Wanted: A big league win. Last seen: Ages ago.

  • Post author:
  • Post category:News
Thinking about things a bit – I try not to do this, but it happened somehow – I have changed my mind. I did subscribe to the theory that any league win will do, just to get us back on track. But we got that ‘any win’ against Swansea and it didn’t put us back on track at all, did it. It was edgy and unconvincing. We lost the proceeding league game in a flurry of own goals and non-league defending. 

Seems to me, without wishing to overanalyse things too much, or to state the bleeding obvious, that what we really need is a therapeutic, make-no-mistakes, common-or-garden, text-book thumping.

I should qualify that: We need to be the ones dishing out the thumping. We’ve experienced being the thumpees this season, and character building though is, there’s only so much a stiff upper lip can withstand. Draw? Tick – we can do that. In fact, we’re particularly adept at drawing after being in front – market leaders, you might say. Where drawing is concerned, we know all the tricks. Narrow win? We specialise in those too. Spanking? We have not administered one of those for too long. Far too long.

We’ve not won a league game by two goals since 10th April (Blackpool away), and we’ve not won a league game by three goals since 22nd January (Wigan at home). You could argue that you have to go back an entire year, to August and September of 2010, to find the free-scoring Arsenal of old (two resounding home league wins, 6-0 and 4-1).

We can all disagree on many things, but on this we can be in accord: this is a sorry state of affairs for a side that prides – or used to pride – itself on excelling in the front third of the pitch. It’s all very well wobbling at the back if you’re knocking goals in as if they’re going out of fashion, but while we’ve not lost the knack of defending poorly, we’ve clearly lost the art of taking a game by the scruff of the neck and shaking it until it’s limp.

This needs remedying.

Confidence undoubtedly plays a part (Wenger’s ‘handbrake off’), but so does the way some teams line up to play us, defending stoutly in front of the box while we piffle around in a holding pattern weaving fruitless passing looms. We need to go in for the kill.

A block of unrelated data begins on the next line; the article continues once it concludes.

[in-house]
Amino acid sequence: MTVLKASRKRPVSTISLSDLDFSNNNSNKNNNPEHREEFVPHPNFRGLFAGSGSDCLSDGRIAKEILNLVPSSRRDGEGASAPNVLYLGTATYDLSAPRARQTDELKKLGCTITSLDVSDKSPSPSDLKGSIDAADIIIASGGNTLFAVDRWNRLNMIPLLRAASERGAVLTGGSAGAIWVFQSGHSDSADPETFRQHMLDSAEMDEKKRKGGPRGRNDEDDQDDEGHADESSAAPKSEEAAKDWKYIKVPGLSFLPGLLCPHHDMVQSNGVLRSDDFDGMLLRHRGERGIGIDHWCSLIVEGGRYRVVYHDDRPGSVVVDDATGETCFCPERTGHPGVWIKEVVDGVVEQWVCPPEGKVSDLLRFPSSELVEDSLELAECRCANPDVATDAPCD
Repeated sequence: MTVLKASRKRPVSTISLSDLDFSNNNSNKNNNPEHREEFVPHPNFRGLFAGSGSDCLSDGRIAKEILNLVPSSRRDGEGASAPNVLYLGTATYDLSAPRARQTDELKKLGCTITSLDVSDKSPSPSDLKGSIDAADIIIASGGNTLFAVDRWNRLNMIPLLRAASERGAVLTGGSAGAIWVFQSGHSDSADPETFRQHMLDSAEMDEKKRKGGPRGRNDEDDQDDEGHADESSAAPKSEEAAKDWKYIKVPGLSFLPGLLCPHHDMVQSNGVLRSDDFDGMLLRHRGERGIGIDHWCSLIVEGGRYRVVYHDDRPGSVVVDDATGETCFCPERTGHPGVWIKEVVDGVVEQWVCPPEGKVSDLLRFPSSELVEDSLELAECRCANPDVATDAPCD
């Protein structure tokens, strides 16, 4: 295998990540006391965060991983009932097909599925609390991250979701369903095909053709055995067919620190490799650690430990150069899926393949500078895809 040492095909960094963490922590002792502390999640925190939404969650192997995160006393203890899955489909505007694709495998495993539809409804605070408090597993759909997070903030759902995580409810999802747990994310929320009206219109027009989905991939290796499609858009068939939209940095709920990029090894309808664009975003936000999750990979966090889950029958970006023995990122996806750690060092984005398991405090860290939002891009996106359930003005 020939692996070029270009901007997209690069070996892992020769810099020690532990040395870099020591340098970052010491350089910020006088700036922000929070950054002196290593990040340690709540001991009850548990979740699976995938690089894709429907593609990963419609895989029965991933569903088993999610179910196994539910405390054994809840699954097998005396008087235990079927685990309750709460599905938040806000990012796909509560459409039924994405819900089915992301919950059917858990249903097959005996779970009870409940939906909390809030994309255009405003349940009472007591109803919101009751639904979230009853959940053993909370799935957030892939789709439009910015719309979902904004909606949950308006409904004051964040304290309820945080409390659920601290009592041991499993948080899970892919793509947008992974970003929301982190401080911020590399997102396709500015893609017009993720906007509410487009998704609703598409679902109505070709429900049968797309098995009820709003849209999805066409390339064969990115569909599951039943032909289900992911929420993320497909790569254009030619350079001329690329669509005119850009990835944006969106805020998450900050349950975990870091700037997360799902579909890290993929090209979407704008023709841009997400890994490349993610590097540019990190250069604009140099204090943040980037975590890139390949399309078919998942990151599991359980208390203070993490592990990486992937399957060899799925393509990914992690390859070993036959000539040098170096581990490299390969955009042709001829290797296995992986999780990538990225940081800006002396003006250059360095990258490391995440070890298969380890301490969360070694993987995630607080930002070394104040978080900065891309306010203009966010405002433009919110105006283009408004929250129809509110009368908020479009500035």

All rather obvious and easier said than done, I hear you say: Of course it is. I’m sure the boss is scratching his head as we speak for a solution to our acute home goalshyness on deck, coupled with general leakiness in the hold.

I’d take a 1-0 on Saturday, or a 2-1, of course I would. But there’d be nothing like a convincing win to properly turn the corner, would there?

Answers or suggestions as to how we might actually achieve this should be addressed to a Mr A.Wenger, Emirates Stadium, London.


Arsenal since about 1979. Thick, thin and all that.

This Post Has 4 Comments

  1. Jeff

    “common-or-garden” I hadn’t heard.  Bolton at home is the one fixture I’ve managed to work in: goals from Toure and Rosicky.  To run up a score, we need to play a team with an offside trap that can be broken as easily as ours: the variation where one or even two defenders break from the line and play especially deep to keep the attackers onside would be really nice.  Real Madrid did a variation in the 5-0 loss to Barcelona: big gaps between the centerbacks with the line high up the pitch to give attackers the channel down the middle, but we would need pace in that channel to take advantage.

  2. Sajit Kunnumkal

    We have “turned the corner” too many times in the past only to fall flat on our face. We cannot say we have turned any corners till we win a darned trophy!

  3. East Lower

    I know what you mean, but to me there’s more to turning corners than winning something (though don’t get me wrong – that would be very welcome indeed…) Consistently better defending, better chasing down, ruthlessness, a return of the fear factor when playing us – all would feel like a step in the right direction.

  4. East Lower

    Pace definitely key – I’m sure that’s why Gervinho was bought. We’ve been too slow to break and don’t put teams under enough pressure. Also need those kind of flank players to offer an alternative to the edge of the D traffic jams.

Comments are closed.